What Information To Include In Your Tri-Fold Brochure Layout To Provide Maximum Impact
Brochures can be any size, style, and layout, but tri-fold brochures are considered the gold standard. They provide excellent readability and are easy to tuck into books and envelopes. However, for the brochure writer, the most difficult part of creating a tri-fold brochure is deciding what kinds of information to include on each panel. Second, it's how to lay out that information for maximum impact. After all, you want your brochure opened and read.
So What Should Be Included In Each Panel?
Tri-fold brochures are usually folded from the landscape orientation, sides to the middle. The right side is usually folded in first, then the left side provides the front cover. This provides readers with six panels of information, front and back. The information that you include in your brochure should reflect what the reader will need to get enough information about the event. The most important information will go on the inside of the brochure, the least important information on the back.
Panel 1: This is the front of the brochure, the first page you see before opening it. Information on this front panel is usually sparse, containing the business, event, or organizational logo, web site, and event name. Its most important information, however, is its "headline." It should be short and concise, leading readers to want to open your brochure to read the information inside. This headline could be the event name and the event date. The date usually falls underneath the event name.
Example: The 8th Annual Fall Festival Activity Guide, August 18-August 21, 2017
Note that the front of the brochure is actually part of the back of it when it is printed. Brochure printing services will print one side, then the other side. They don't print each panel separately.
Panels 2, 3, and 4: When you open the brochure, you will see the inside front cover, the center of the inside of the brochure, and the right inside section of the brochure. Of these three panels, the left inside section is the most important since you are reading left to right. This panel should include the major event information. There are two ways to present this information. The first is to print the brochure using all three inside sections like it is one continuous image. Layout is key as you have to make sure that no words bleed into the folds. The second would be to treat each section independently, with pictures and text totally enclosed within each panel.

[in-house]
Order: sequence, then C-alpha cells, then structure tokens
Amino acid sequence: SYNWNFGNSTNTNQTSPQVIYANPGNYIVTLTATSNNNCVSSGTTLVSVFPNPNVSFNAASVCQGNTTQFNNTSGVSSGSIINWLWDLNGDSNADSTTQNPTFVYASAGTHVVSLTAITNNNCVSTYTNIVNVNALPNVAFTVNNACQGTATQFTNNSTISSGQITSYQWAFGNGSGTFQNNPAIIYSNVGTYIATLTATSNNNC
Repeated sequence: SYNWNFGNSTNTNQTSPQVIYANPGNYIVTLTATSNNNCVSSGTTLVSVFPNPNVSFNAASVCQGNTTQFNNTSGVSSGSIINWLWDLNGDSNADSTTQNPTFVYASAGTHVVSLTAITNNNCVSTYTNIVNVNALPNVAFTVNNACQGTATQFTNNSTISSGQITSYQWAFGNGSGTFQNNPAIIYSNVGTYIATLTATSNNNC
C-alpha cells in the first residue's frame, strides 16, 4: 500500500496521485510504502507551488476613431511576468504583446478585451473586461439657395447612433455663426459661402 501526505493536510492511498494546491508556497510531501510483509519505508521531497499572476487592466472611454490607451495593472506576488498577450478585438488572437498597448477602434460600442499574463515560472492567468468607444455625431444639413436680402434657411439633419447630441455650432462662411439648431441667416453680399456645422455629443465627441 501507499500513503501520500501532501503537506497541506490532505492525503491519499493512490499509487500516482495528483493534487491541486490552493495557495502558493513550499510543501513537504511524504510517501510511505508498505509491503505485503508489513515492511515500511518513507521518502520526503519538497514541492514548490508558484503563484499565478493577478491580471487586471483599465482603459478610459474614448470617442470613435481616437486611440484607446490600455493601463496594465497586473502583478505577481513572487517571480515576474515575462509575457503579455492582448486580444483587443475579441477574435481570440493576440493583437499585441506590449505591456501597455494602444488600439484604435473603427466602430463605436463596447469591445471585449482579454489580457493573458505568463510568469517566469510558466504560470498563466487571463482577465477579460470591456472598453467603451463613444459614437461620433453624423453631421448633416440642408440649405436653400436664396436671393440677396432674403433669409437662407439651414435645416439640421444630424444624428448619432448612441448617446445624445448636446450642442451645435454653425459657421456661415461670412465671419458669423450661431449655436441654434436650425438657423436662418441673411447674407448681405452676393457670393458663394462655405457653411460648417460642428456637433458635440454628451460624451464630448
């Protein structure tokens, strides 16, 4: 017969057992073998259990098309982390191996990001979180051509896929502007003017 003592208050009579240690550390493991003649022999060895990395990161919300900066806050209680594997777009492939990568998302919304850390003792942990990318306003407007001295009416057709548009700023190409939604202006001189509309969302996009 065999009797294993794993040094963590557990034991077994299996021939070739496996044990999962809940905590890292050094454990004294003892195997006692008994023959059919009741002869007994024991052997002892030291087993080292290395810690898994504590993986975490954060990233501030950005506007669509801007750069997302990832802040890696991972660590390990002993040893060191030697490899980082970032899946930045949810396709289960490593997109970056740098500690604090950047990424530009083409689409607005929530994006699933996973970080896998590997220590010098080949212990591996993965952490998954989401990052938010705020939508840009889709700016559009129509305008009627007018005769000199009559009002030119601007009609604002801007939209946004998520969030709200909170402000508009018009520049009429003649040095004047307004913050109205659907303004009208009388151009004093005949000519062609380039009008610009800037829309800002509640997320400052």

Panel 5: This is the back middle, of the brochure. It will usually contain information about the sponsors, phone numbers, and extra information, such as parking or maps.
Panel 6: Sometimes this section will be a tear-away section, with coupons. When you fold the brochure, this section will show under the front page. You want solid event information on this page, such as a history of the event, if you don't use it as a tear-away section. When you open your brochure, you will see this panel before flipping to the inside.
If you aren't comfortable with providing a camera-ready brochure to your printer, you can enlist them to help you design your brochure so that it is pleasing textually and visually.
Lastly: Brochure Aesthetics
For maximum impact, keep your brochure simple. Don't crowd your photos or information together. Leave enough white space so that it is easy to read. White space is simply space without anything in it. If you include photos, make sure that they are high-resolution photos. Poorer quality photos can become grainy when printed. Finally, use colors wisely. For example, if your brochure is about your local fall festival--muted oranges, blues, purples, and reds make a memorable backdrop to the information.